In a first, researchers from Salk Institute for Biological Studies in California, led by an Indian-American researcher, have for the first time developed a way to selectively and noninvasively activate brain, heart, muscle and other cells using ultrasonic waves.
The new technique, dubbed sonogenetics, has some similarities to the burgeoning use of light to activate cells in order to better understand the brain.
This new method – which uses the same type of waves used in medical sonograms – may have advantages over the light-based approach – known as optogenetics – particularly when it comes to adapting the technology to human therapeutics, researchers said.
“Light-based techniques are great for some uses. But this is a new, additional tool to manipulate neurons and other cells in the body,” informed ,” Sreekanth Chalasani, assistant professor in Salk’s molecular neurobiology laboratory.
In optogenetics, researchers add light-sensitive channel proteins to neurons they wish to study.
By shining a focused laser on the cells, they can selectively open these channels, either activating or silencing the target neurons.
Chalasani and his group decided to see if they could develop an approach that instead relied on ultrasound waves for the activation.
“In contrast to light, low-frequency ultrasound can travel through the body without any scattering,” he noted.
“This could be a big advantage when you want to stimulate a region deep in the brain without affecting other regions,” adds Stuart Ibsen, post-doctoral fellow in the Chalasani lab.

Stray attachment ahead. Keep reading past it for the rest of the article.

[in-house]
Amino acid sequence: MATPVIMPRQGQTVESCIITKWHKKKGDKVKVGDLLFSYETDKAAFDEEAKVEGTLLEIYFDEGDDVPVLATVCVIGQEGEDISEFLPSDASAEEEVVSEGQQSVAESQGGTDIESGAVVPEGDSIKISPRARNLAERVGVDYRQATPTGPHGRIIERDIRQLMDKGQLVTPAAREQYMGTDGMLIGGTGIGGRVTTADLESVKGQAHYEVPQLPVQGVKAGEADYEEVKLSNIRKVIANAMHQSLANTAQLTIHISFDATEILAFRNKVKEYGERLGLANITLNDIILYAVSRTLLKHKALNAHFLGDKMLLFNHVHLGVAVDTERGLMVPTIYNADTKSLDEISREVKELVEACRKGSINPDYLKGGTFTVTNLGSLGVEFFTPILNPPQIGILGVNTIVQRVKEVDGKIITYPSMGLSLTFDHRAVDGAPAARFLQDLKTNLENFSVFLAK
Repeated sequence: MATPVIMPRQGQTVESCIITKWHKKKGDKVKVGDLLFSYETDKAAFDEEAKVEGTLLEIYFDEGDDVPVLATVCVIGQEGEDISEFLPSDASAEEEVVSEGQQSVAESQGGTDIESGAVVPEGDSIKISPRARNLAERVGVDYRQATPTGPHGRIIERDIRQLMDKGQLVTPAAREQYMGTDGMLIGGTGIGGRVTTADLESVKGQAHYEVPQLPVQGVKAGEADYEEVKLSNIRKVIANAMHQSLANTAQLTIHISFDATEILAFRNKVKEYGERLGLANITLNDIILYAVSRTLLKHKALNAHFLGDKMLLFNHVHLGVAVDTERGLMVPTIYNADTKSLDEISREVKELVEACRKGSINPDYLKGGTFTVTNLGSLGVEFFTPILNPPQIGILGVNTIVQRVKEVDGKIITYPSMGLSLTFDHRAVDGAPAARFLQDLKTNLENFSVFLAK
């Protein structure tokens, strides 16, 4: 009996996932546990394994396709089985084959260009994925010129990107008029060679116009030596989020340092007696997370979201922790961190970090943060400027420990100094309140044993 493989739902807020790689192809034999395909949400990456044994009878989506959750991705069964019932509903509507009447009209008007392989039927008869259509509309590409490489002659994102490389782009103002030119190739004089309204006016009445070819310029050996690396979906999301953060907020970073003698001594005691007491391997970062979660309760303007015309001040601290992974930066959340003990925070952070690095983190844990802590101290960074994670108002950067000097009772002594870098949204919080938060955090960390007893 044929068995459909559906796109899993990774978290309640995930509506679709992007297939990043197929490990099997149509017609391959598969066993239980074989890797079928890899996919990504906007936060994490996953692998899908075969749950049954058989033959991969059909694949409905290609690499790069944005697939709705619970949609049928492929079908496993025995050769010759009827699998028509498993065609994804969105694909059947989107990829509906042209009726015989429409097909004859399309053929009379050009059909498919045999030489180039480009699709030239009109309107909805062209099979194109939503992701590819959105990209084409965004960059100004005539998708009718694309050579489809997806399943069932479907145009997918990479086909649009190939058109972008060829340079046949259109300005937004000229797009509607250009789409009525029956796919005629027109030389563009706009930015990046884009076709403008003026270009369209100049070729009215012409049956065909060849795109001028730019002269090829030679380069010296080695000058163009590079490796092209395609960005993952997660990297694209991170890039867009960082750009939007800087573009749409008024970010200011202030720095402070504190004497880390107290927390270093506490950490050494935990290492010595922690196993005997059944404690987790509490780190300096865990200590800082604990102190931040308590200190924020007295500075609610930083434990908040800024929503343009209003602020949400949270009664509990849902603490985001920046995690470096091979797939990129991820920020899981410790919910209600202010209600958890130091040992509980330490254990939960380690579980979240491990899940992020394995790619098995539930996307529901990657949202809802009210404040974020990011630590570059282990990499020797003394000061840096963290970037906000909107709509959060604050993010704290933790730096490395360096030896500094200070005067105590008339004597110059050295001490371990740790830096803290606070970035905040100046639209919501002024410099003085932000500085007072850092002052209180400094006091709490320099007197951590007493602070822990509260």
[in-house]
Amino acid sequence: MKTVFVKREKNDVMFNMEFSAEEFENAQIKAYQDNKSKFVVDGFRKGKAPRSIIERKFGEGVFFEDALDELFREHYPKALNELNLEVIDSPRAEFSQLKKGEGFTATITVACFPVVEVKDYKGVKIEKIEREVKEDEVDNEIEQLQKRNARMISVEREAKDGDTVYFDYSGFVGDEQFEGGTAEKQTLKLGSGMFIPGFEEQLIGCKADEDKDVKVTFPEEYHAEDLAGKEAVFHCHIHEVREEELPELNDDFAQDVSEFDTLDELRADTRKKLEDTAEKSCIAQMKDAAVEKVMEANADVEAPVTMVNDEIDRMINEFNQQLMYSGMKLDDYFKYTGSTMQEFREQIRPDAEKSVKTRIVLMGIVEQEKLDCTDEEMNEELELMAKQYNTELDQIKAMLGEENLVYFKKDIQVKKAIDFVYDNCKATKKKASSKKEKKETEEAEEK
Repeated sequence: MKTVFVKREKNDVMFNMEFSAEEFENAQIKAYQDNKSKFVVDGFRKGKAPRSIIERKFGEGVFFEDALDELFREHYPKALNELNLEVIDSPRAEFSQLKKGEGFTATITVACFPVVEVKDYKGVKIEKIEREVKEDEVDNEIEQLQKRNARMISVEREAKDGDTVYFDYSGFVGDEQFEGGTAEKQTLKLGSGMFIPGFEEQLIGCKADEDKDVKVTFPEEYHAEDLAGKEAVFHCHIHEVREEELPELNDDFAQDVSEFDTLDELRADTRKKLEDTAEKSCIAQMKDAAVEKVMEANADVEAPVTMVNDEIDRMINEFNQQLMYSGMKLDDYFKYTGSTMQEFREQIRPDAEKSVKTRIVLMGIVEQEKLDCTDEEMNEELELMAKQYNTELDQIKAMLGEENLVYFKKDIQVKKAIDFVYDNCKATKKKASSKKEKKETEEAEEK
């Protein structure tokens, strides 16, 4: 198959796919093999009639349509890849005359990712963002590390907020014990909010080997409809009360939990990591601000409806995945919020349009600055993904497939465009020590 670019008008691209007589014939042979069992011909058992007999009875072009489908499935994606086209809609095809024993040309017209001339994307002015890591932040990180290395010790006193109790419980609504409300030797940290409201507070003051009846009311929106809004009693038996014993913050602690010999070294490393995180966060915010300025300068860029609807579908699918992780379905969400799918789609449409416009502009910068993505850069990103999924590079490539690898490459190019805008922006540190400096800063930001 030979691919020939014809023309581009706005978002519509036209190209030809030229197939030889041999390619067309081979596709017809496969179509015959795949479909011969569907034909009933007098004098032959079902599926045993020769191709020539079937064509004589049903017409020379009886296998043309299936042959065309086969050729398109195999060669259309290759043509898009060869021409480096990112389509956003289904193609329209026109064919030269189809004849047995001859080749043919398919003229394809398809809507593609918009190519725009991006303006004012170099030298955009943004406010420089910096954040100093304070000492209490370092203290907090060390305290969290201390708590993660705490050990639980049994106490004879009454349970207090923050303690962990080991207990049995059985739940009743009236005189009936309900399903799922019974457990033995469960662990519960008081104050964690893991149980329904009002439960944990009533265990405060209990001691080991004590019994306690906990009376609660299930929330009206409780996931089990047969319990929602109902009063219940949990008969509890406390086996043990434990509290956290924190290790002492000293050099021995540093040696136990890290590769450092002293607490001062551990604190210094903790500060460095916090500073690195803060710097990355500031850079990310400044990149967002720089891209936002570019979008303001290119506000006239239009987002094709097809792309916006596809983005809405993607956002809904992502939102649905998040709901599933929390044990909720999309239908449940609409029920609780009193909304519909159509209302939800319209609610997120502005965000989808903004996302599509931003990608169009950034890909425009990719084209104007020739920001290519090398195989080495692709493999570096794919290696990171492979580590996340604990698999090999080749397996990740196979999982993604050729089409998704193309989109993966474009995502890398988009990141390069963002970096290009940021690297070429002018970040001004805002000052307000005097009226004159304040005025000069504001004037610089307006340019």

Chalasani and his colleagues first showed that, in the nematode Caenorhabditis elegans, microbubbles of gas outside of the worm were necessary to amplify the low-intensity ultrasound waves.
“The microbubbles grow and shrink in tune with the ultrasound pressure waves. These oscillations can then propagate noninvasively into the worm,” said Ibsen.
Next, they found a membrane ion channel, TRP-4, which can respond to these waves. When mechanical deformations from the ultrasound hitting gas bubbles propagate into the worm, they cause TRP-4 channels to open up and activate the cell.
The team tried adding the TRP-4 channel to neurons that don’t normally have it. With this approach, they successfully activated neurons that don’t usually react to ultrasound.
So far, sonogenetics has only been applied to C elegans neurons. But TRP-4 could be added to any calcium-sensitive cell type in any organism including humans, Chalasani said.
Then, microbubbles could be injected into the bloodstream, and distributed throughout the body – an approach already used in some human imaging techniques.
“The real prize will be to see whether this could work in a mammalian brain,” Chalasani pointed out.
His group has already begun testing the approach in mice.
“When we make the leap into therapies for humans, I think we have a better shot with noninvasive sonogenetics approaches than with optogenetics,” he emphasised in a paper appeared in the journal Nature Communications.
Chalasani obtained his PhD from University of Pennsylvania. He then did his post-doctoral research in the laboratory of Dr Cori Bargmann at the Rockefeller University in New York.